Greetings to fellow writers and readers at WordPress…
This is not confidential and may be shared with anyone, which is why I’ve decided to publish here at WordPress – my Lantern Timeglass Journal site – this personal report about a significant change in my health and life. Jim Lantern is my legal pen name for the Internet as an independent journalist and science fiction author. My true birth name is James Charles Harwood, born 5 March 1956 in Wichita Kansas, now living in Norman Oklahoma. I will continue to publish here articles on various subjects as I’m able to do so.
I just received a phone call this Thursday afternoon 27 October 2016 from Integris here in Norman, where I was treated last week. The plan now is to refer me to a dermatologist or similar specialist. It was to be a doctor in Oklahoma City, but because of transportation problems it will have to be someone here in Norman and hopefully within bicycle riding or walking distance – 1 to 5 miles from my home [2128 W. Brooks #D in 73069]. Because of how contagious “crusted scabies” is, aka “Norweigen Scabies” – catching rides with someone, or use of city bus or taxicab, are not options. I don’t have a car. The people who treat me will of course need to take appropriate precautions. In-person contact with all people will now be very limited. With a cure unlikely, painful suffering will be long-term.
As I’ve been able to do more research, read more today, the reality of what I have and am facing for my future and day-to-day living has now fully set in.
Doctor Leah Sitton at Integris here in Norman treated me for normal scabies last week and updated a prescription this week. All failed because I have crusted scabies; “the efficacy of these drugs is unsatisfactory in crusted scabies, as they fail to penetrate the thick adherent scales and crusts. Crusted scabies is rarely encountered in clinical practice. It has re-emerged recently…” Further, “In general, the total number of adult mites infesting a healthy hygienic person with non-crusted scabies is small; about 11 females in burrows, on average. Sufferers of crusted scabies exhibit scaly rashes, slight itching, and thick crusts of skin that contain thousands of mites” – and therefore is much more contagious as well as much more painful.
In my case, it’s severe deep pain with surface burning (like sever sunburn) and stinging. Triamcinolone, used in the past for different rashes I had 5 and 10 years ago caused by insect bites, has worked better than Permethrin, but fails for the same reason. I was going to ask the doctor for a number of refills or unlimited Triamcinolone, but it would not be much better than repeating Permethrin for topical and Ivermectin for internal – although Ivermectin has a slightly better chance if repeated but rarely works for crusted scabies. My drug coverage pays for Triamcinolone with co-pay only $1.25. Over the counter Lidocaine reduces pain and reduces redness like Triamcinolone but not for as long – only for a few hours and cost $5.50 for half as many grams, but there is that option in the meantime until something more effective is prescribed.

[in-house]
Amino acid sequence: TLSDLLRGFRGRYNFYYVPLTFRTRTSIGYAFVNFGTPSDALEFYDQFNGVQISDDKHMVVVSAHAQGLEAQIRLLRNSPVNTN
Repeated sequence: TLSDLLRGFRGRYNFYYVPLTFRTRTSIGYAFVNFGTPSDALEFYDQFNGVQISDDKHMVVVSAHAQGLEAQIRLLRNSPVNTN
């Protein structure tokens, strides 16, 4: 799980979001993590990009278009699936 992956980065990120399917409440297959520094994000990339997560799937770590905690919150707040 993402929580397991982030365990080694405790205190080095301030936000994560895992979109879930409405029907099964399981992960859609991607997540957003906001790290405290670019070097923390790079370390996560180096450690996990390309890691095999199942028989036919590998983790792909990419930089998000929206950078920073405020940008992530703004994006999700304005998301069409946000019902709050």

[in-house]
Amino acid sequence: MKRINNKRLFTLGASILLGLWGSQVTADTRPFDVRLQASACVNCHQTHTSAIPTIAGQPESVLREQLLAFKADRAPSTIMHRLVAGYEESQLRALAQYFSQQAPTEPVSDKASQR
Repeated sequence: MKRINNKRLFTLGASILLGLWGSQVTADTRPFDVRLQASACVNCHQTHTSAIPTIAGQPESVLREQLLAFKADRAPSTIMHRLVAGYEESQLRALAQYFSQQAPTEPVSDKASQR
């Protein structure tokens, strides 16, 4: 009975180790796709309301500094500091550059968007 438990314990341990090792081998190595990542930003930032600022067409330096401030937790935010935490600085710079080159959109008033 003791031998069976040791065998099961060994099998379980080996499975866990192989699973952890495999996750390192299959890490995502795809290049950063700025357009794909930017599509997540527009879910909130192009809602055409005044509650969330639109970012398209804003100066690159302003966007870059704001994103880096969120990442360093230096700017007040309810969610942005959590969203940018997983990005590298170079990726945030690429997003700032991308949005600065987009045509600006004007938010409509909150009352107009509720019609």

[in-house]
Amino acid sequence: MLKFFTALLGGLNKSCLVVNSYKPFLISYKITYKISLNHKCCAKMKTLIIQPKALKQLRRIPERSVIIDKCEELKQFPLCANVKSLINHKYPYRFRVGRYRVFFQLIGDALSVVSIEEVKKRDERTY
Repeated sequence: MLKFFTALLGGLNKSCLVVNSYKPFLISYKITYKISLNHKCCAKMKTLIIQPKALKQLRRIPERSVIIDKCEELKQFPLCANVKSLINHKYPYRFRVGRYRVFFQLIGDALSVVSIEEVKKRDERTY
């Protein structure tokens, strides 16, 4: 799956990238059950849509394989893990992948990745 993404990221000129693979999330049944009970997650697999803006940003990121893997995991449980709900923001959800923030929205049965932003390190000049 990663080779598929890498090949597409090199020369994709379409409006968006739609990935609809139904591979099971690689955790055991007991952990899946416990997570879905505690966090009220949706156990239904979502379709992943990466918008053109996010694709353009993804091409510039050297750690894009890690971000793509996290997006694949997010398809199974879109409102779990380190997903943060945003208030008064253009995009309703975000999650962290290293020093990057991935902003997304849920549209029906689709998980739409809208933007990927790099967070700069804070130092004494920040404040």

“The elderly [I’m age 60 now], and people with an impaired immune system, such as HIV, cancer, or those on immunosuppressive medications, are susceptible to crusted scabies (formerly called Norwegian scabies). On those with weaker immune systems, the host becomes a more fertile breeding ground for the mites, which spread over the host’s body, except the face. Sufferers of crusted scabies exhibit scaly rashes, slight itching, and thick crusts of skin that contain thousands of mites. Such areas make eradication of mites particularly difficult, as the crusts protect the mites from topical miticides/scabicides, necessitating prolonged treatment of these areas.”
“Treatment options in crusted scabies are limited and are not satisfactory. Most topical preparations like permethrin, benzyl benzoate, and gamma benzene hexachloride or ivermectin which are used for classical scabies do not produce predictable results as they fail to penetrate the thick and adherent scales and crusts. The active ingredient in [a more effective] preparation is ammoniated mercury which is a white crystalline powder, which when incorporated in ointments, selectively poisons the acarus scabiei. Two types of mercury ointments were available in the past. One called Unguentum Hydrargyrum had 33% mercury, which was used to treat bacterial infections, was too toxic after absorption through the skin, and is not available. The dilute ammoniated mercury (5%) is safe and effective in the treatment of crusted scabies as well as one of the ingredients in an ointment used regularly to treat psoriasis. Clinical manifestation of chronic mercury poisoning such as stomatitis, erythrism, tremors, and acrodynia develop only on prolonged use and has never been reported from local application. It has no systemic effects at all on short-term use. Salicylic acid is a keratolytic agent. It loosens scales by breaking the disulfide bridges between the corneocytes. Alcoholic solution of coal tar is a keratoplastic. Galenicals, as a form of treatment in dermatology, require expertise to prepare the medications. A strong pharmacy back up is essential to prepare medications of good quality” Anyone who further treats me could be in danger and will have to take precautions to avoid catching it from me.